2) Don't overcook the custard. This scrambles the eggs. I use medium to medium-high heat, an instant read thermometer, and lots of constant stirring. Before you get the feel of it, you would be safer to use no more than medium heat. I have a strainer and a bowl set up right beside the stove, so I can quickly dump it in when it hits 77 degrees Celsius (170 degrees F).
3) If I didn't have vanilla beans, I wouldn't bother making vanilla ice cream. In a pinch a good quality extract would be acceptable, esp. if you were serving it with something else (so the ice cream doesn't have to shine quite as much).
4) If I want a less eggy version, I use two whole eggs instead of the 5 egg yolks.
Your point about less fat more icy is usually correct, but I have found that not to be true in the soft-servesque stuff I make in my Donvier hand-crank. I've used almost entirely non-fat yoghurt, with just a bit of full fat yog or even low fat yog with great results.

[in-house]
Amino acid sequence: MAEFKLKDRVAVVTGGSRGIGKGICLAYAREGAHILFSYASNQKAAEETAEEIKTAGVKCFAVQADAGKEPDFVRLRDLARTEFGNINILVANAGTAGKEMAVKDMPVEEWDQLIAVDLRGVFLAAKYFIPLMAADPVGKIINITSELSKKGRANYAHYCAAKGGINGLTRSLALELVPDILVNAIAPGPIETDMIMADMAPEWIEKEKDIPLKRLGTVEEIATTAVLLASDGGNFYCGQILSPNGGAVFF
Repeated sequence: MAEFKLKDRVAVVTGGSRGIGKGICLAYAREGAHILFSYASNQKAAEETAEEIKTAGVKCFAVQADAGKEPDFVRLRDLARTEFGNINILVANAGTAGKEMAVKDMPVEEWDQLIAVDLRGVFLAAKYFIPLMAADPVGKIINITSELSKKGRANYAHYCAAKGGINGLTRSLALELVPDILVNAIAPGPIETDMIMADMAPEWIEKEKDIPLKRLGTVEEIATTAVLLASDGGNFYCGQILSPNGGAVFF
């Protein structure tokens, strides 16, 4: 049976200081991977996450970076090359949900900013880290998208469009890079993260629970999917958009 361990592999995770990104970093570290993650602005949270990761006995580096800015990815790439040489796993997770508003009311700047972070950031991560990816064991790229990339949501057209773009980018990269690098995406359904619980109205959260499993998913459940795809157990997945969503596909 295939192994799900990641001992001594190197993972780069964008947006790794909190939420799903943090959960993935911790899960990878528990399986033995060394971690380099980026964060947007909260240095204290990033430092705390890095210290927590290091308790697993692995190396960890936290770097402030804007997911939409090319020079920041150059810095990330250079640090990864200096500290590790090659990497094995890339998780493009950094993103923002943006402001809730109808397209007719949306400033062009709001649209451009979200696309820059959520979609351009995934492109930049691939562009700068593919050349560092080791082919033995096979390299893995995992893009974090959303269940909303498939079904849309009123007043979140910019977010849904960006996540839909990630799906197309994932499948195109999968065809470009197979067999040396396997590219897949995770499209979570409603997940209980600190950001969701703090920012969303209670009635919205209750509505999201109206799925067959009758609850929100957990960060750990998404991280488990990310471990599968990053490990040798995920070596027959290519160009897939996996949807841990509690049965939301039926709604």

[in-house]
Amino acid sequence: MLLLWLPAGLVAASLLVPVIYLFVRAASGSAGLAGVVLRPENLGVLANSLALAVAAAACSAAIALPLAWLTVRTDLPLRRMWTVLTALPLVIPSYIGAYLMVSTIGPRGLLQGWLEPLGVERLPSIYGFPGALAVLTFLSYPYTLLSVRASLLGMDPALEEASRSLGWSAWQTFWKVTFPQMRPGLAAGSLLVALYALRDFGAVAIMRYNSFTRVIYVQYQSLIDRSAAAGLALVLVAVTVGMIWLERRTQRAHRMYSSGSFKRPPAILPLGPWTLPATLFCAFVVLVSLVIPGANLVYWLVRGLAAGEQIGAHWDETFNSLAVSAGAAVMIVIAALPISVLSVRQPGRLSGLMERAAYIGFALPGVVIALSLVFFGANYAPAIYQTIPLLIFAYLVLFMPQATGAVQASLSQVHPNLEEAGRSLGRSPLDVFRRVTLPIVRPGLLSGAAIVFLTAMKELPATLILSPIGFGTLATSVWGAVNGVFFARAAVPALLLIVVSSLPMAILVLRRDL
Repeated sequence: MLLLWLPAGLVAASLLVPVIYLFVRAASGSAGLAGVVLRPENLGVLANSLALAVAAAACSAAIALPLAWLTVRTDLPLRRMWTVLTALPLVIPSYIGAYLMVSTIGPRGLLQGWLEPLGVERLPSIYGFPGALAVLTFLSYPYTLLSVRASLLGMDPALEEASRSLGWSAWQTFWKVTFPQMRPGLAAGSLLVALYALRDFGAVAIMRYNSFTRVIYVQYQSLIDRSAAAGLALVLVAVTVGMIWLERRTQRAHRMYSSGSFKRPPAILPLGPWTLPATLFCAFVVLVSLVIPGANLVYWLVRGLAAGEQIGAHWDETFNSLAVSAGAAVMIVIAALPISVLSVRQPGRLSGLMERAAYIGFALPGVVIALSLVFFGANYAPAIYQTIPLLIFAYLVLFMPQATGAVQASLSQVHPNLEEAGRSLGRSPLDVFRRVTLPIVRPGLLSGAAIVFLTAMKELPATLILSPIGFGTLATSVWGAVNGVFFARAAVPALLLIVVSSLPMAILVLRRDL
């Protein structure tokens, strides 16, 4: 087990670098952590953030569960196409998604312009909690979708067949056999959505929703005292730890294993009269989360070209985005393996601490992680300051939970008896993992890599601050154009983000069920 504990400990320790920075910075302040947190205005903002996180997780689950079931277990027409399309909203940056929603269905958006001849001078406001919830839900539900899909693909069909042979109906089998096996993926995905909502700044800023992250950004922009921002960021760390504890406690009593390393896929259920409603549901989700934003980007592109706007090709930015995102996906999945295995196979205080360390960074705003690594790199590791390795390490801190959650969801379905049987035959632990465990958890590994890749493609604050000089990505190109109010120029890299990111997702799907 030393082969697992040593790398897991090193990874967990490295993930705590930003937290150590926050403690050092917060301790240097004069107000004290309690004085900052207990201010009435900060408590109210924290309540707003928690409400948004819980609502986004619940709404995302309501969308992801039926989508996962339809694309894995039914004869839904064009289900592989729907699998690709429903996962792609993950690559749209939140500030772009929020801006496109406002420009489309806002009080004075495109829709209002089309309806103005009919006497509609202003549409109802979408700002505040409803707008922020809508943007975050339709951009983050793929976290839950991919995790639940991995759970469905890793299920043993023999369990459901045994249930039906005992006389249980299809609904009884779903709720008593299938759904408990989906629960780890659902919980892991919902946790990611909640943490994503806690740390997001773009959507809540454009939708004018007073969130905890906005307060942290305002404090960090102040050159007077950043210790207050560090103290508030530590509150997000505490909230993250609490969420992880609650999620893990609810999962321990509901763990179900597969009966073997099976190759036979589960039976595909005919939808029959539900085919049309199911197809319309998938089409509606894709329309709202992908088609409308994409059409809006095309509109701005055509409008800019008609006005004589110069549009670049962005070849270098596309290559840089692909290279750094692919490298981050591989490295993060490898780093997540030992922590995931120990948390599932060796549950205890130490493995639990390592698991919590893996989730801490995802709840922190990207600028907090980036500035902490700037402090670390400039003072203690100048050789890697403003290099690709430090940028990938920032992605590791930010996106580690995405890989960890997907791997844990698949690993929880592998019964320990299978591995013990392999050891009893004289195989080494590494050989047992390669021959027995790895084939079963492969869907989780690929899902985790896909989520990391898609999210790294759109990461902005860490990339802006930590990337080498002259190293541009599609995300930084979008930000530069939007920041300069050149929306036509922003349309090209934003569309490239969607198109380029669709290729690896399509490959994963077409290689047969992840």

I've developed this method because I often don't want to wait while the ice cream/fro yo goes back into the fridge for a final firming up, which is necessary using the Donvier...well, they say it is anyhow.
I also like frozen yogurt straight out of the ice cream maker, and I've had very creamy results using all nonfat Greek yogurt. I haven't made any since last summer, but then I made a great plum frozen yogurt using the blueberry frozen yogurt recipe in The Perfect Scoop and nonfat Greek yogurt (I just subbed chopped plums for the blueberries).
I also love this mocha gelato recipe, which happens to be low fat, and is intended to be eaten straight from the IC maker (I add all the chocolate to the milk mixture instead of using some as "chips": http://www.epicurious.com/recipes/foo...
It probably does benefit from the cornstarch, as zamorski suggests (it has no eggs).
I just made this ice cream on Sunday to celebrate my garage sale find of a perfectly new and unused Cuisinart ice cream maker for $12. It was unbelievably good - the ice cream, that is (but also the machine). Best vanilla I've ever made or, for that matter, eaten. Creamy and rich. The recipe contains, among other things, corn starch and cream cheese but no egg. You don't taste the cream cheese at all - apparently it just contributes to the scoopability, and the corn starch thickens the liquid mixture just a bit. Dinner guests were stunned into silence.